KANSAS CITY, Mo. — At the start of the pandemic, the group Kaiser Family Foundation did a study estimating what costs you might face if you were hospitalized with COVID-19.
Researchers analyzed data for hospital stays for other serious respiratory illnesses from 2018 and estimated the average cost to a patient with insurance would be $9,763, and that's without complications.
They estimated a case of COVID-19 with serious complications could cost a patient as much as $20,292, with insurance, accounting for high deductibles and co-pays.
Since that study was published, most insurance companies have stepped up to cover COVID-19 costs.
But, as one local woman found out, you still need to double-check your bills.
Back in March, Gena Ross, Ph.D., was busy balancing campaigning for the 6th Congressional District of Missouri with teaching at Kansas City, Kansas, Community College.
Then, she got sick and her world turned upside down.
"The fevers were out of this world. I was just sweating, just drenched, then cold — freezing. The coughs just got worse, and my breathing, it just labored, really labored breathing, to the point where I couldn't breathe," Ross recalled.
She ended up in the hospital where a test confirmed she had COVID-19, and she quickly realized the severity of her situation.
"They put me on oxygen and the first question they asked is, 'If you stop breathing, do you want us to resuscitate you?'" Ross said.
After several days in the hospital, Ross recovered, but she was readmitted a month later after developing a severe case of bronchitis.
She said it was a complication from coronavirus.
In all, she spent nine days at a Saint Luke's hospital. Not long after returning home, she said the bills started coming in.
"I opened a few that were over a thousand dollars. I just put them to the side and I called, and said, 'Can I get some financial assistance?'" Ross said.
However, 41 Action News learned those bills should have been covered. Investigator Caitlin Knute talked with the vice president of revenue cycle of operations with the University of Kansas Health System.
Although she had no connection to Ross' care and couldn't comment on that case, she did explain COVID-19 patients should be eligible for help.
"Insurance companies basically have told us across the nation they will cover COVID screening and COVID care, with no deductible and no copay," Colette Lasack said.
The coverage comes with the condition that COVID-19 has to be the primary diagnosis.
Still, that was the diagnosis on Ross' charts for both hospital stays.
While her insurance company, Aetna, said they couldn't comment specifically on her case, they did provide this statement:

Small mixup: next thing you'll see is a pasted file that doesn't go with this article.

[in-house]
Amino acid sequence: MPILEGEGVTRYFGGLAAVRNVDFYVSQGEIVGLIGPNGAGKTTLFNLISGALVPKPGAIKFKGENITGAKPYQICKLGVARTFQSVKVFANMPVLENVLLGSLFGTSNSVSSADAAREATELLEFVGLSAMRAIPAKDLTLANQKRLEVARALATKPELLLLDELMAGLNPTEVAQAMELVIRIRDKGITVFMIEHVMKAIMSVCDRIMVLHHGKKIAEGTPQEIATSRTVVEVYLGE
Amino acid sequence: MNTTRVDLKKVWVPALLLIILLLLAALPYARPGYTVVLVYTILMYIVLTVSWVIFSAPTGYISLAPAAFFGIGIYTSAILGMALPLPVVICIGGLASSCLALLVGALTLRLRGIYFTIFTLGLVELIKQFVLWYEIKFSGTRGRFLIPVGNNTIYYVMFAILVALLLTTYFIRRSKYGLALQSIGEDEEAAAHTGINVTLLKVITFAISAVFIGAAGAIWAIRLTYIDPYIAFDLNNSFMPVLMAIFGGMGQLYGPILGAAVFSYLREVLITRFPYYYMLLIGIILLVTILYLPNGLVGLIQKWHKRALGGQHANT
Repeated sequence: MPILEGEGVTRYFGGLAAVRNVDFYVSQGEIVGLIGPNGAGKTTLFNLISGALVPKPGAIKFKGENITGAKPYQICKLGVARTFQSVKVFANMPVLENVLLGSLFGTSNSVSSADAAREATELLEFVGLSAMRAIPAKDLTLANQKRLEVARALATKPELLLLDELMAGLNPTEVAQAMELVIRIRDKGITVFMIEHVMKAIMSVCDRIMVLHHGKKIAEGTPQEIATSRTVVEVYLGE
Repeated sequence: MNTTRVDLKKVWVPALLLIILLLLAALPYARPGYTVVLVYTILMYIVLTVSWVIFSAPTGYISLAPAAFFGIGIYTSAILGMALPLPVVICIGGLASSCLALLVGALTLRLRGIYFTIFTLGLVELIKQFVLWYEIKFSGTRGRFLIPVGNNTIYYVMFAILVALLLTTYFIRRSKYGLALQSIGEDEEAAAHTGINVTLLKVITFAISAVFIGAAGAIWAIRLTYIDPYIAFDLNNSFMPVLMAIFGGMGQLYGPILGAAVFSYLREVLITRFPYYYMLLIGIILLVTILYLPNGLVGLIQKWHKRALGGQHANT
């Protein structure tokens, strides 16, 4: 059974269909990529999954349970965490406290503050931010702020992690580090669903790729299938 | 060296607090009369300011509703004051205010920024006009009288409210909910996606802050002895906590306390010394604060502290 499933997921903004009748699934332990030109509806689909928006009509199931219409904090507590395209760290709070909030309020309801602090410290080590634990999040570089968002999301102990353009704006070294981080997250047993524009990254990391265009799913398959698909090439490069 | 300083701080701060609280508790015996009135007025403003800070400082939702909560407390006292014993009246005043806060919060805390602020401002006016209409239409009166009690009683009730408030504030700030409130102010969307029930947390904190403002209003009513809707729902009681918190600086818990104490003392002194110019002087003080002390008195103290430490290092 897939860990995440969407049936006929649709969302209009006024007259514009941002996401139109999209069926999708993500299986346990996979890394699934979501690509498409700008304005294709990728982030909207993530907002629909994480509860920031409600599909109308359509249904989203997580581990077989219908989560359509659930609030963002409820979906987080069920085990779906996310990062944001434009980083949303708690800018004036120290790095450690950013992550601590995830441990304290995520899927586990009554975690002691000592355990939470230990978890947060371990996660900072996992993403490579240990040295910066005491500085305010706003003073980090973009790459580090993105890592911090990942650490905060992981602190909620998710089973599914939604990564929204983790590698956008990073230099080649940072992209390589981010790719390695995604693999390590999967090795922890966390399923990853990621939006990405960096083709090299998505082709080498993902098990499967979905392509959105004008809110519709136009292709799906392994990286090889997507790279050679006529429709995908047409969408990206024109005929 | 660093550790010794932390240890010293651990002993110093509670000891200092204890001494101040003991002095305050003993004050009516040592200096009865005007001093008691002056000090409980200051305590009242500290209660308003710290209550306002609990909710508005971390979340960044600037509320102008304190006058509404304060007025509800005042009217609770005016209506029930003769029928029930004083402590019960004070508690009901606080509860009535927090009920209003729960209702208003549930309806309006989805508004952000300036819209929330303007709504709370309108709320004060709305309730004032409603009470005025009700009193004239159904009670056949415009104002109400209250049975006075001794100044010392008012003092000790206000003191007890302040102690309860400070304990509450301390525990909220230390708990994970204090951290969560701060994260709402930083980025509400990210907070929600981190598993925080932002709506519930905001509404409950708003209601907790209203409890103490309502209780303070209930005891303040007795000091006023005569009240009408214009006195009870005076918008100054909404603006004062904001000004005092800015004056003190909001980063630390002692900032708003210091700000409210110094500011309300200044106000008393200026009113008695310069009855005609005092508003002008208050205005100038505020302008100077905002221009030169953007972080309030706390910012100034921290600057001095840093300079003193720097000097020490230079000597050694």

"We are waiving member cost-sharing for inpatient admissions for treatment of COVID-19 or health complications associated with COVID-19. In certain cases, the claims that we receive from health care providers may come in with multiple diagnoses (like bronchitis, for example). As soon as we find out that the claims are related to COVID-19, we make sure that they are processed correctly, with no cost-sharing for the member."
Shortly after 41 Action News contacted Aetna, Ross said the company called and told her her claims had been reprocessed and her balance was now $0, which came as a huge relief.
"The bills are real! And some people can afford them, but some people cannot," Ross said.
Her case serves as a reminder for patients to contact their insurance company if something doesn't seem right. Also, health leaders say it's important to understand what a plan does and does not cover.
For example, there are some things you can do now to protect yourself from a big bill later.
First, know your plan. Do you have a high deductible? If so, you might want to consider making a change. And, if you've experienced any kind of major life event, such as being furloughed or laid off, you have the option to make those changes now.
Second, do you know which hospitals are in your plan? Knowing which providers are in-network now could save you a lot of money later if you end up in the hospital.
Third, if you do end up with a bill you can't afford to pay, reach out for help.
"Call, and let's walk through it and make sure your insurance company really did pay the way we thought and you thought they were going to pay. We're working hard on behalf of the patient to try to make sure those insurance companies do pay everything they say they're going to pay," Lasack said.
Whether it's Covid-related or something else, hospitals want to remind patients if they can't afford to pay their entire bill at once, contact them to see if they qualify for financial assistance, or to set up a payment plan.
For example, the University of Kansas Health System offers payment plans spanning as long as five years, if need be.
Tomorrow, 41 Action News I-Team Investigator Caitlin Knute will look at the cost of COVID-19 for those without insurance, and the trickle-down effect that's having on hospitals.